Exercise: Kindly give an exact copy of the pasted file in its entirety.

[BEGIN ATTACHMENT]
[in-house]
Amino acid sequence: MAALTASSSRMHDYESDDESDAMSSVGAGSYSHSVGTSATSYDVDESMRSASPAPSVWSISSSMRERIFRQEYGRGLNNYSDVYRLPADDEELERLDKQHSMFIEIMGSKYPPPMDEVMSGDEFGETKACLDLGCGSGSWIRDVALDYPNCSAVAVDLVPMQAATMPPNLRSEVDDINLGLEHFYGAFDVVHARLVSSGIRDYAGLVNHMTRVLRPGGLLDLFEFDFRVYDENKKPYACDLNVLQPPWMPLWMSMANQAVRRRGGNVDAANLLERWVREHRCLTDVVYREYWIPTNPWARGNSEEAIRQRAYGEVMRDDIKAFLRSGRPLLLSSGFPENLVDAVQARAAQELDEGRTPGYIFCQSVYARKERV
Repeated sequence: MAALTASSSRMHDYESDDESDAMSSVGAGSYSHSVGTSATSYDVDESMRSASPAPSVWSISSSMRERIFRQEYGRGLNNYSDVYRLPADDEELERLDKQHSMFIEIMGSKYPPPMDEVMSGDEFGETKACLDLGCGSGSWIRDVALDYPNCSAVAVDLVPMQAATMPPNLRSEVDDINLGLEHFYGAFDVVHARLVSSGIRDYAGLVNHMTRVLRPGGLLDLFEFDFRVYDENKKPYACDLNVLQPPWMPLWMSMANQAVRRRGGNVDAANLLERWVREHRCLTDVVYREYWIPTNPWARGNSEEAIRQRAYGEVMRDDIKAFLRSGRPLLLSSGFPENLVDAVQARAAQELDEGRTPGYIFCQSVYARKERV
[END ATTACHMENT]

[in-house]
Amino acid sequence: MAALTASSSRMHDYESDDESDAMSSVGAGSYSHSVGTSATSYDVDESMRSASPAPSVWSISSSMRERIFRQEYGRGLNNYSDVYRLPADDEELERLDKQHSMFIEIMGSKYPPPMDEVMSGDEFGETKACLDLGCGSGSWIRDVALDYPNCSAVAVDLVPMQAATMPPNLRSEVDDINLGLEHFYGAFDVVHARLVSSGIRDYAGLVNHMTRVLRPGGLLDLFEFDFRVYDENKKPYACDLNVLQPPWMPLWMSMANQAVRRRGGNVDAANLLERWVREHRCLTDVVYREYWIPTNPWARGNSEEAIRQRAYGEVMRDDIKAFLRSGRPLLLSSGFPENLVDAVQARAAQELDEGRTPGYIFCQSVYARKERV
Repeated sequence: MAALTASSSRMHDYESDDESDAMSSVGAGSYSHSVGTSATSYDVDESMRSASPAPSVWSISSSMRERIFRQEYGRGLNNYSDVYRLPADDEELERLDKQHSMFIEIMGSKYPPPMDEVMSGDEFGETKACLDLGCGSGSWIRDVALDYPNCSAVAVDLVPMQAATMPPNLRSEVDDINLGLEHFYGAFDVVHARLVSSGIRDYAGLVNHMTRVLRPGGLLDLFEFDFRVYDENKKPYACDLNVLQPPWMPLWMSMANQAVRRRGGNVDAANLLERWVREHRCLTDVVYREYWIPTNPWARGNSEEAIRQRAYGEVMRDDIKAFLRSGRPLLLSSGFPENLVDAVQARAAQELDEGRTPGYIFCQSVYARKERV